There is an intersection in Changzhou’s northern Xinbei district sharing a map line with Jiangyin. The B1 bus turns here to pass the Trina International School and end its route at the Changzhou’s northern rail station. Make a wrong turn at this stop light, and you end up in Wuxi. Jiangyin, while an independent city, is actually part of Wuxi. There are a few times I have crossed this red light border intentionally to see what was there. One time, it was to see the town of Huangtu.
This is a very small town between Changzhou’s Xinbei district and Jiangyin’s dowtown “proper.” The intercity bus from Changzhou North Station makes local stops here. The bus from the downtown / Tianning station does not. That’s more of an express, and frankly, if you are going to downtown Jiangyin, it’s always better to take the express and not a local. It’s a faster ride. So what does Huangtu have to offer?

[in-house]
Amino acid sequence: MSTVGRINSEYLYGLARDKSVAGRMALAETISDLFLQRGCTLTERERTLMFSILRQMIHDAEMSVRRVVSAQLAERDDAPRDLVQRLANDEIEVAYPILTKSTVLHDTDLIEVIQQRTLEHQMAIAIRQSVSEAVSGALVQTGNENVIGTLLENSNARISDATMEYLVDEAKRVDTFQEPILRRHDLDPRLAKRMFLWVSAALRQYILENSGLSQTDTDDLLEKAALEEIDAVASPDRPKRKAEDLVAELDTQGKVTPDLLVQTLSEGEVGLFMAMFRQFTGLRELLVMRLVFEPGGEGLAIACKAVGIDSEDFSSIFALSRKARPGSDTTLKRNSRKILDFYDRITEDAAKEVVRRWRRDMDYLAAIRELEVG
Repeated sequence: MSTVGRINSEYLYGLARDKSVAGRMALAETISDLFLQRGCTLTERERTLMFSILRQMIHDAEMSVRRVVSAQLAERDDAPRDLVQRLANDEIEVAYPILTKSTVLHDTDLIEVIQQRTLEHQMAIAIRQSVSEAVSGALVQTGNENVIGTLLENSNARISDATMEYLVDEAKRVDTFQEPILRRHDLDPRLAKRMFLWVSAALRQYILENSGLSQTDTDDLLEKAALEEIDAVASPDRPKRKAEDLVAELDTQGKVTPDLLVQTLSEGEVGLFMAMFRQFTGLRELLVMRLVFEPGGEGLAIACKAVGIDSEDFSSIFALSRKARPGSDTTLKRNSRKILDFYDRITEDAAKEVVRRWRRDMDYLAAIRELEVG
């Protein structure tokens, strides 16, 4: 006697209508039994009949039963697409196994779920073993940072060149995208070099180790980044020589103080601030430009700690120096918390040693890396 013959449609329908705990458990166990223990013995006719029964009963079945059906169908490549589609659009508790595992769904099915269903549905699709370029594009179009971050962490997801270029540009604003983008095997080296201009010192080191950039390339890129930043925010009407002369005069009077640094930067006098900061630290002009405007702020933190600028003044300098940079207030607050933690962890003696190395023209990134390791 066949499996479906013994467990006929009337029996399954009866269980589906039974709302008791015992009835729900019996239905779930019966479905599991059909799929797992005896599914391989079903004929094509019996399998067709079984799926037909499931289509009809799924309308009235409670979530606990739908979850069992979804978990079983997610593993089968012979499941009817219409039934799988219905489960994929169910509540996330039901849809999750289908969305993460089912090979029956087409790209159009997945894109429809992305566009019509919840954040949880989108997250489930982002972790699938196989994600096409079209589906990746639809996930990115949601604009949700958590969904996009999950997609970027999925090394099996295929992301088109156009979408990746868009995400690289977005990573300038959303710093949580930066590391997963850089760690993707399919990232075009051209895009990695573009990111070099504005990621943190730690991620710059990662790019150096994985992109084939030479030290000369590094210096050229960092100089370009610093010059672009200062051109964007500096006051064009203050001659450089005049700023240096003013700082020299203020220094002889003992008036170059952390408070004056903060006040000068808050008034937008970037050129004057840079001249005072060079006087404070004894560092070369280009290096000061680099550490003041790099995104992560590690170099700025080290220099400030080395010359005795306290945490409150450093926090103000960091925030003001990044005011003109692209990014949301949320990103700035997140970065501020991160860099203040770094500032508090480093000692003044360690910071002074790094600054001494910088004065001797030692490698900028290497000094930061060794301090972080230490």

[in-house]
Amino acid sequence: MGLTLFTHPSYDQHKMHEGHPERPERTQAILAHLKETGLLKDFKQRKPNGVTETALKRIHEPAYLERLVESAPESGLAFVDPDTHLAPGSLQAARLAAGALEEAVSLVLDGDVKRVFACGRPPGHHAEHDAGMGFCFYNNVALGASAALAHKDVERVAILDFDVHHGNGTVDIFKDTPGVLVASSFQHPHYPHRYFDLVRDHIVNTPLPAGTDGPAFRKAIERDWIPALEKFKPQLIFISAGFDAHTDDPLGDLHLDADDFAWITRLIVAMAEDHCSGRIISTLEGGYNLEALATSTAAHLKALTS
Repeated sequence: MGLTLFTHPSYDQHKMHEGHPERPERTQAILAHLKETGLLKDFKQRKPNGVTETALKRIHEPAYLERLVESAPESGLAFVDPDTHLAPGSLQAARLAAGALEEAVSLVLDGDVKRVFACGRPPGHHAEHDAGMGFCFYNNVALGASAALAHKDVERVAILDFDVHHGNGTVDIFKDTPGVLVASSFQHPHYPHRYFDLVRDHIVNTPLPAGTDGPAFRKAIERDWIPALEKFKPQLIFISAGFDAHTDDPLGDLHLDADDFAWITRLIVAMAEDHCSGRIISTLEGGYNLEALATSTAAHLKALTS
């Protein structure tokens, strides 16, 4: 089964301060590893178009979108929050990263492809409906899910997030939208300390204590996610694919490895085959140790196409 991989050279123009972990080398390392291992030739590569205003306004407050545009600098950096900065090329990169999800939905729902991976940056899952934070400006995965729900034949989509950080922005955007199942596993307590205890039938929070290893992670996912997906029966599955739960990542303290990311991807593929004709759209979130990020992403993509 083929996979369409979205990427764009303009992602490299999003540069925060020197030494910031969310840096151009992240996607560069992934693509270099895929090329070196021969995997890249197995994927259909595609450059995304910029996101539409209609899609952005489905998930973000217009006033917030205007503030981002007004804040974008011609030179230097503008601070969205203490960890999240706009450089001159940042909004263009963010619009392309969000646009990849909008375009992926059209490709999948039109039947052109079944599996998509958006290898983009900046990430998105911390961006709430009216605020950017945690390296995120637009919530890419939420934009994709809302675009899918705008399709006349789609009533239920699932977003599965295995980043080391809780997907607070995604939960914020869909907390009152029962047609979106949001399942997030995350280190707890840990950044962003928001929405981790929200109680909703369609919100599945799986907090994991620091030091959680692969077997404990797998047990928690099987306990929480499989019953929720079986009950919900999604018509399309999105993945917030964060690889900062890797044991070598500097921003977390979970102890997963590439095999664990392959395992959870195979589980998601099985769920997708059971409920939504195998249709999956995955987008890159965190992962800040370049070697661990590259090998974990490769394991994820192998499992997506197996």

Not much, actually. However, that is more of a “city” point of view. And, it’s not meant to be condescending. It’s more of a statement that you can’t find a lot to be a “foreign tourist” about here.
The local temples are actually places of worship — not places that charge admission and give you commemorative ticket. But, again, that’s the point in a way. “Real” is a relative term. What applies to cities doesn’t apply to towns. “Real” also means “people live here” and “local.” It’s also an interesting contrast. Appreciating and understanding urban China means also appreciating and understanding “small town” China. Maybe that’s just the key to understanding China in general? Maybe that’s the key to understanding the complicated dynamics of any country?
This post originally appeared on www.realjiangsu.com.